Clinical Case 102: Found down, Fluid please

Ok a quick case from the Kimberley.  It has been a while since I have done a quiz – so here we go!!

This one is for the metabolic geeks out there.  Here is your chance to win the love and respect of your peers

Imagine you are in a remote health clinic. 2 hours from hospital.  A 40 yo man with a known history of:

  • type 2 diabetes,  on a combination of Metformin 2 g XR tabs, Gliclazide 60 mg MR
  • mild associated renal impairment (Cr stable ~ 110 a month ago), on Ramipril 5 mg for proteinuria / hypertension
  • An acquired brain injury – with infrequent seizures and some behavioural problems.  He was taken off phenytoin a year ago after being seizure free for > 12 months

.. is rushed to ED by the volunteer Ambos after a family member found him unconscious in the morning – he was last seen ~ 12 hours earlier.  No witnesses to the night’s events.

The family stated that he has been well enough, though he had been out for a few drinks earlier in the evening… i.e. he was pretty hammered when he fell into bed.

Nobody saw or heard any seizures and the family are well aware of his usual episodes.  He has no injuries, blood in the mouth or incontinence noted.

He has been taking all of his Meds – a well used blister pack is brought in showing he has likely taken his usual tablets.

The Ambos could not get an IV in – but they did check his BSL – it was 1.8 mmol/l [LOW].

His Obs – he is normotensive with a BP 145/90, P = 115, pale skin, his RR is fast at 22/min, not hypoxic.  He looks dry in the mouth.  No focal neurology, his pupils are small and equal.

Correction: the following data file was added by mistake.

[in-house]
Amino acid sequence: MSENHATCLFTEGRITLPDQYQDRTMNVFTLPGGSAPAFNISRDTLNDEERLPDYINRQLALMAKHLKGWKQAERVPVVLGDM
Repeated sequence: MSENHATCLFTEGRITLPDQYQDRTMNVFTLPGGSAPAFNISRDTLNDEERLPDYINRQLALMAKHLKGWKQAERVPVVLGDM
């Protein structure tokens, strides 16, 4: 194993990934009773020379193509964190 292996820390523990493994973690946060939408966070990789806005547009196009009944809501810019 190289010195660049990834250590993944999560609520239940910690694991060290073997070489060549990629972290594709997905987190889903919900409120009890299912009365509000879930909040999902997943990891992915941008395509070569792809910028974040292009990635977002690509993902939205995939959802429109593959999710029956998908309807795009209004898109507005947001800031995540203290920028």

An IV line is placed.  A VBG drawn (thats the only bloods you have access to out here… and he is given some IV sugar.

After a dose of 25 mlx of 50% dextrose his BSL comes up to 5.0 [90 in the USA].  He does rouse with this, though still looks quite groggy.

Just now the VBG result prints off the Gas analyser:

pH = 7.10

  • PO2 = 29 mmHg
  • pCO2 = 46 mmHg
  • BE = -13
  • Na = 145
  • K = 7.8
  • Cl = 121
  • gluc = 1.8
  • HCO3- = 13
  • lactate = 2.2

In the meantime the RAN has inserted an IDC – and it is draining the slowest trickle of dark urine with sediment… hmmm.

OK – I think that is enough of the boring details.  What I want from you is answers to these 3 questions – go on, get creative.

Q 1:  What is going on here – why is he so sleepy?

Q2: interpret the VBG for us

Q3:  What IV fluid are you going to give this man?  BE very specific about what and how much…

BONUS QUESTION – if his ECG shows no changes of hyperkalemia – how will you manage the K+ – remember you are a long way from help…

 

9 Comments

Add a Comment

Your email address will not be published.